Although Ehrlich's side chain theory held that antibody specificities of all kinds were present before antigen encounter, according to Ehrlich numerous specificities could be expressed by a single cell depending on its requirement for specific nutrients see Figure 4. This assertion, however, was questioned during the area of immunochemistry when a chemical explanation was sought for a biological question. Several researchers including the US Nobel laureate of and , Linus Pauling — , claimed that the structure of the antigen would determine the specificity of its corresponding antibody With the understanding that the three-dimensional structure of a protein is strongly determined by its amino acid sequence, this became a matter of impossibility.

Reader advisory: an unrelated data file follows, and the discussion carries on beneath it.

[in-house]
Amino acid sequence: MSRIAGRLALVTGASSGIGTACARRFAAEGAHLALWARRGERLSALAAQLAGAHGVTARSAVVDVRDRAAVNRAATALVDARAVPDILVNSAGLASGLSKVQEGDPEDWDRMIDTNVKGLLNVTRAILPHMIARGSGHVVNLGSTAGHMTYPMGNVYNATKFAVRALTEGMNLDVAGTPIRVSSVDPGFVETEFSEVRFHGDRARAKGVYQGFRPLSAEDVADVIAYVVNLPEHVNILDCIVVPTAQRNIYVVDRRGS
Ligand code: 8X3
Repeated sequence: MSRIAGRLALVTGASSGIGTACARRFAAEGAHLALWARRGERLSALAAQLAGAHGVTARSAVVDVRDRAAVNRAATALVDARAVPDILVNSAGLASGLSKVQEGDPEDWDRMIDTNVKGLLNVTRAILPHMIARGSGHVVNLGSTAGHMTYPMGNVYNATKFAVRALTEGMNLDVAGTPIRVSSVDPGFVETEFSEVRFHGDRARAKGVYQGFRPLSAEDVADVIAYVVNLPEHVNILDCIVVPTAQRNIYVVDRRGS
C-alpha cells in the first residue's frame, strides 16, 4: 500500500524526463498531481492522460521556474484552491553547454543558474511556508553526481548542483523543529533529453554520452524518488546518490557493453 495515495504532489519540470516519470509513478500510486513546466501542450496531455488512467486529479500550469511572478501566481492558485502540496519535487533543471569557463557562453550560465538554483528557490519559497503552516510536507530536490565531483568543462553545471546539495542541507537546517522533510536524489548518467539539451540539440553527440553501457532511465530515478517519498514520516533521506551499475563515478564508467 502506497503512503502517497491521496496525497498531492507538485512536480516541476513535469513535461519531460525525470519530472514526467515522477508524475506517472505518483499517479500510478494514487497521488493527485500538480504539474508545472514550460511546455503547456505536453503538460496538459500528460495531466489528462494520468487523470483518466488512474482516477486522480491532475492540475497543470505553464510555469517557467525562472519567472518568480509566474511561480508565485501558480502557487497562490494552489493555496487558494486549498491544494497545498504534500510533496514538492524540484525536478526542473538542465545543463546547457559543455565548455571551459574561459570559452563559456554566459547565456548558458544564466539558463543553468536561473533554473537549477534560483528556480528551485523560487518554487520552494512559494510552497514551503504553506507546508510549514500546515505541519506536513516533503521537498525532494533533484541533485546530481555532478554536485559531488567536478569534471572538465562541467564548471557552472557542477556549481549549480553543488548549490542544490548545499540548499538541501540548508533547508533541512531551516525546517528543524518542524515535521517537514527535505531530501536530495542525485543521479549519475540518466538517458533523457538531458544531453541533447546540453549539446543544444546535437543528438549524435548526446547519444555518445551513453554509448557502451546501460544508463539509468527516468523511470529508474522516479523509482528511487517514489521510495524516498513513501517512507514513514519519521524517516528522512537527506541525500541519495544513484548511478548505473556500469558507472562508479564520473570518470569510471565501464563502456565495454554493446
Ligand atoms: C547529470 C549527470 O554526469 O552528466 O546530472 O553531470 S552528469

The Danish immunologist, Niels Jerne — , who received the Nobel Prize in 58 , postulated a more biologically oriented hypothesis, namely that various antibody specificities existed prior to antigen encounter This was then refined by Burnet and independently by the US immunologist David Talmage — , who both proposed a selection process for the specific antibody-producing cell 56 , Thus, Ehrlich was right in assuming the preexistence of antibody specificities before a foreign antibody arrived, but he was wrong in assuming that one cell would express numerous specificities.
Elegant studies by the Australian immunologist, Gustav Nossal — , partly together with US Nobel laureate of Joshua Lederberg — , provided strong evidence that a single cell produces an antibody of unique specificity 61 , Under the influence of the specific antigen, the antibody-producing cells expand numerically and produce more antibodies of the same specificity.